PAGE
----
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Rick H Parker

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Reply with quote  #11 
"Is this every 11°f above ambient room temperature?"

For calculating usable (transferable) heat ... the answer is Yes.
You can only transfer heat from a higher temperature to a lower temperature.

Example:
Ambient temperature = 70°F
Water temperature = 150°F

(150 - 70)/11 = 7.27.
~ equivalent to 7 hours run time of a 1500W space heater.

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Rick H Parker
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stmbtwle

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Reply with quote  #12 
Agree but it's not quite that simple, and certainly not linear.  You'll get a LOT of heat transfer when you have an 80 degree temperature difference, but as the water cools and the air warms the transfer will be slower. 

This "front end loading" can be a good thing if you're trying to heat up a cool room.

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Willie, Tampa Bay
littlecreek

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Reply with quote  #13 
Thanks, this is great info. Just wondering about a solar batch heater for an unheated basement. One barrel outside collecting heat during the day, at night drains into a barrel in the basement to release the heat.
littlecreek

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Reply with quote  #14 
IMG_20181115_141320.jpg 

something along this line for a collector, simple drain to let gravity empty it at the end of day.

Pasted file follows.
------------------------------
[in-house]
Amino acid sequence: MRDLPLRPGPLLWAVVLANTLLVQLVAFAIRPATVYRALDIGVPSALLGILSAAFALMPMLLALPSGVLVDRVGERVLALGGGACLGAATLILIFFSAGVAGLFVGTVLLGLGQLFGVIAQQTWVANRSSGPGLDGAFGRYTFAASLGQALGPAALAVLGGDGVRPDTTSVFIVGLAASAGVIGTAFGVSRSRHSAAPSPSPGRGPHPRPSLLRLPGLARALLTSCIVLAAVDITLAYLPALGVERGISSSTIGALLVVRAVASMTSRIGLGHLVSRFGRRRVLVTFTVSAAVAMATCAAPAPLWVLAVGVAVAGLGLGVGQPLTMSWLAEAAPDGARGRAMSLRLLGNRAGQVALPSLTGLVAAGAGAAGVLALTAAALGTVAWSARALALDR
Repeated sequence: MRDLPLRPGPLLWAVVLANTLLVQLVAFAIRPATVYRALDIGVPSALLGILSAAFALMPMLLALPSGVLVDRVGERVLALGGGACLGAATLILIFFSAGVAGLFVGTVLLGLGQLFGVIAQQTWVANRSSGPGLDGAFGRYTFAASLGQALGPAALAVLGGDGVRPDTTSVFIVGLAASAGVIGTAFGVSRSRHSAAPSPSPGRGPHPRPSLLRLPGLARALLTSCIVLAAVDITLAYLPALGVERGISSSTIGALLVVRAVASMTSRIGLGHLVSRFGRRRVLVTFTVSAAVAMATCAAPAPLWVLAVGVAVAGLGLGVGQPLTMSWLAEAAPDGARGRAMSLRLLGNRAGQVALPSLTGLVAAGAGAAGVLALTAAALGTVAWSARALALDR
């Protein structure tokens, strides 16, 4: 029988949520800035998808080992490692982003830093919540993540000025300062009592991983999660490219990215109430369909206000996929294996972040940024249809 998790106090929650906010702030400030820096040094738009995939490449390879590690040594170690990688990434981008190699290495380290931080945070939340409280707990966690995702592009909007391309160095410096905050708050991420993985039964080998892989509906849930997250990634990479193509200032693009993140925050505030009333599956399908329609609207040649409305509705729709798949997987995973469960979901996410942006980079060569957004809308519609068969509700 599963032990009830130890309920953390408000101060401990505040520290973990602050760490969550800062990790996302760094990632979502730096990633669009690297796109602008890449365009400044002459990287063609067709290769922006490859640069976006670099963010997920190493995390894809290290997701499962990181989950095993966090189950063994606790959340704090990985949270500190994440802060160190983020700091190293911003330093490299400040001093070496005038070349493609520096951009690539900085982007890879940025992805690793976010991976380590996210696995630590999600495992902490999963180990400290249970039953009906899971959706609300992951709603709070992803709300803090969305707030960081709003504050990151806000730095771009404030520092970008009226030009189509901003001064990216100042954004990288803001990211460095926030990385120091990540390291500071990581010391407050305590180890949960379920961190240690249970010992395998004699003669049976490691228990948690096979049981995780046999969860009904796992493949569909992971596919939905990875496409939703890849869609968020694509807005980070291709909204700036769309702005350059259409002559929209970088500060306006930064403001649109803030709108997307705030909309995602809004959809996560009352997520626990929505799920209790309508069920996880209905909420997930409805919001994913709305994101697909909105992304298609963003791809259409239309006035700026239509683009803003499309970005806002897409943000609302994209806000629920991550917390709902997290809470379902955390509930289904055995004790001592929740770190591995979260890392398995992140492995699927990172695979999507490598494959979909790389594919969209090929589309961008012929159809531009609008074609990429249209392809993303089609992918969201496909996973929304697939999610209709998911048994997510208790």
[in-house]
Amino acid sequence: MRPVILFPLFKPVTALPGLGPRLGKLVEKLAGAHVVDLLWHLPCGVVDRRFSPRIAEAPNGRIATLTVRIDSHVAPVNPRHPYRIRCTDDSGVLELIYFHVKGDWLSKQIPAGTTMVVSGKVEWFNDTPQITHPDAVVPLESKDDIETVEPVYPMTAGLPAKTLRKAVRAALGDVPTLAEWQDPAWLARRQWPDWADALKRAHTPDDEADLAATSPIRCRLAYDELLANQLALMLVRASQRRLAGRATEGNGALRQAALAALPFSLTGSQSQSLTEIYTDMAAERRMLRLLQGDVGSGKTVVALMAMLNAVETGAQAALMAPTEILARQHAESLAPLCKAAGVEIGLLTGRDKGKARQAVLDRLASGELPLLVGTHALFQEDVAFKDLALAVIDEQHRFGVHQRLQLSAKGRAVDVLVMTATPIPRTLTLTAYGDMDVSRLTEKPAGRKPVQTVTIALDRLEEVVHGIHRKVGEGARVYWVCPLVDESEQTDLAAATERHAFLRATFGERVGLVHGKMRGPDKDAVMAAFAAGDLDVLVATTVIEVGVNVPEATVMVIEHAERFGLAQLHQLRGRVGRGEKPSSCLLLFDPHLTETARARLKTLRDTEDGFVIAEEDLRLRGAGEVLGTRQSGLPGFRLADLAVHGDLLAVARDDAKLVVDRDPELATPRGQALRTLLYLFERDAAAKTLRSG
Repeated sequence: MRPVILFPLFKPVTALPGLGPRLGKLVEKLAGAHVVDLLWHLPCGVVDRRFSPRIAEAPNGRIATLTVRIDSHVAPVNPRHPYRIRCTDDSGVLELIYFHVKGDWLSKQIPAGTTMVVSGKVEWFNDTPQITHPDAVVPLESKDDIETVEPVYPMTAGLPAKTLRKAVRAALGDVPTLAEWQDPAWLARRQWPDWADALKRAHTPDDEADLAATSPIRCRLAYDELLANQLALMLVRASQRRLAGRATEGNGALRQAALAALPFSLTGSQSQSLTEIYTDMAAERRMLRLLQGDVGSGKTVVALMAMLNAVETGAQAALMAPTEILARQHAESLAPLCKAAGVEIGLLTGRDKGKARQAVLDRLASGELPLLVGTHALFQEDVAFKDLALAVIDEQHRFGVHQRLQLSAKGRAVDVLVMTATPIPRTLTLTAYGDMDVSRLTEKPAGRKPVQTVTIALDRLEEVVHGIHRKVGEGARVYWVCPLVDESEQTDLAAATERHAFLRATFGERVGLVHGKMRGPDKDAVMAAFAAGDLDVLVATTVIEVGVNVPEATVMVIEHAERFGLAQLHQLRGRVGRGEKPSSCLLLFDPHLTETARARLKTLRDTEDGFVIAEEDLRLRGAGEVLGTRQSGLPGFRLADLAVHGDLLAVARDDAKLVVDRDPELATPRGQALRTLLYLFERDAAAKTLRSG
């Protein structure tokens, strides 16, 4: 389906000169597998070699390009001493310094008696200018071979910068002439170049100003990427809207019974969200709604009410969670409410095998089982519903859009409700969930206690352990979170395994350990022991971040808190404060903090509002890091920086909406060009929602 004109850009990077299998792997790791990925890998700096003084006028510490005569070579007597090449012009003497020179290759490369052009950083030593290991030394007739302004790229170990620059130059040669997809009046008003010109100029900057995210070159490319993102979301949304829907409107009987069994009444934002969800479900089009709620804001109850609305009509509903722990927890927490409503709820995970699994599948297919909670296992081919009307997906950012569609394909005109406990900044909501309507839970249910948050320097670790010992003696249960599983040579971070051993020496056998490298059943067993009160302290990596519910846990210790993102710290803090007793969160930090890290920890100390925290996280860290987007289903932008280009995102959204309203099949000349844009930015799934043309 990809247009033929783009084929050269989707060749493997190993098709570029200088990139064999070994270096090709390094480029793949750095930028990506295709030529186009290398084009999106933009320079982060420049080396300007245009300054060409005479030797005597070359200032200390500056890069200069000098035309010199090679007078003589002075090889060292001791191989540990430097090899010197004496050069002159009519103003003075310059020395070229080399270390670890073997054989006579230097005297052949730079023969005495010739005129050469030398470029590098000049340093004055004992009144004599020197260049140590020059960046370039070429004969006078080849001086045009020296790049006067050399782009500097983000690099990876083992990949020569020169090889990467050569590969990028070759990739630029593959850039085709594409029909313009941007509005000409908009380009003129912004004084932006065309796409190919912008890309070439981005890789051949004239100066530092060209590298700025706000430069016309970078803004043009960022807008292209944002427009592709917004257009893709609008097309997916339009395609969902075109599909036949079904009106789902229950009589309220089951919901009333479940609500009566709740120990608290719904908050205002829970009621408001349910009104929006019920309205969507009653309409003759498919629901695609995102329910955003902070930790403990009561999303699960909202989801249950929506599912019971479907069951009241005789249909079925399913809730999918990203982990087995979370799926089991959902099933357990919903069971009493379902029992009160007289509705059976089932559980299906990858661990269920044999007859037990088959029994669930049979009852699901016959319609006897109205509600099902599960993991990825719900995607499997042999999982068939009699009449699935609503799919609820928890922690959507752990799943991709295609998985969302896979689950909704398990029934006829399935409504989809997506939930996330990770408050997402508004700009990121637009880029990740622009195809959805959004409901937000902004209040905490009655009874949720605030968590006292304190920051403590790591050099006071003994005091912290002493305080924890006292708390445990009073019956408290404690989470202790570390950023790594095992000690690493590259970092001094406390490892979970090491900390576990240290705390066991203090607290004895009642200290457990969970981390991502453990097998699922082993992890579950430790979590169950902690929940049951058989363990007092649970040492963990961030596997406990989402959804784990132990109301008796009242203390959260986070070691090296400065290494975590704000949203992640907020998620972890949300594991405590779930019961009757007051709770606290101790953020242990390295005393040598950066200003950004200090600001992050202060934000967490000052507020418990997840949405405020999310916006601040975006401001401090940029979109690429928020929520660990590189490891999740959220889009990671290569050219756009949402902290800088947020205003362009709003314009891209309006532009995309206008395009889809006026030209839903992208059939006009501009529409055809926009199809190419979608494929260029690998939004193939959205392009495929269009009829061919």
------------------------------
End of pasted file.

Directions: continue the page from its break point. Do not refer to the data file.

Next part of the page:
myk3y

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Reply with quote  #15 
I’ve been researching wax as a storage medium.

Using 300mm PET drink bottles, filled with wax, closed and stacked in the water tank, storing heat all day. The wax can store immense amounts of heat and release it all night.

Industrial wax is cheap.

There’s been a bunch of scholarly articles on the ability of wax to store heat, as well as wax/glass beads, wax/steel ball bearings, etc. Even wax and washed gravel.
stmbtwle

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Reply with quote  #16 
As you're effectively building a drainback system, instead of the batch collector I think you'd be better served with a large flat tube collector. Irrigation tubing will work IF you keep water flowing through it. With no water flow it may melt. The heat drum or drums in the basement would double as your drainback tank. You could power a DC pump with a pv panel, or control an AC pump with a timer or snap switch.
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Solar is like the wind. It may be free, but putting it to work isn't!
Willie, Tampa Bay
myk3y

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Reply with quote  #17 
Quote:
Originally Posted by stmbtwle
As you're effectively building a drainback system, instead of the batch collector I think you'd be better served with a large flat tube collector. Irrigation tubing will work IF you keep water flowing through it. With no water flow it may melt. The heat drum or drums in the basement would double as your drainback tank. You could power a DC pump with a pv panel, or control an AC pump with a timer or snap switch.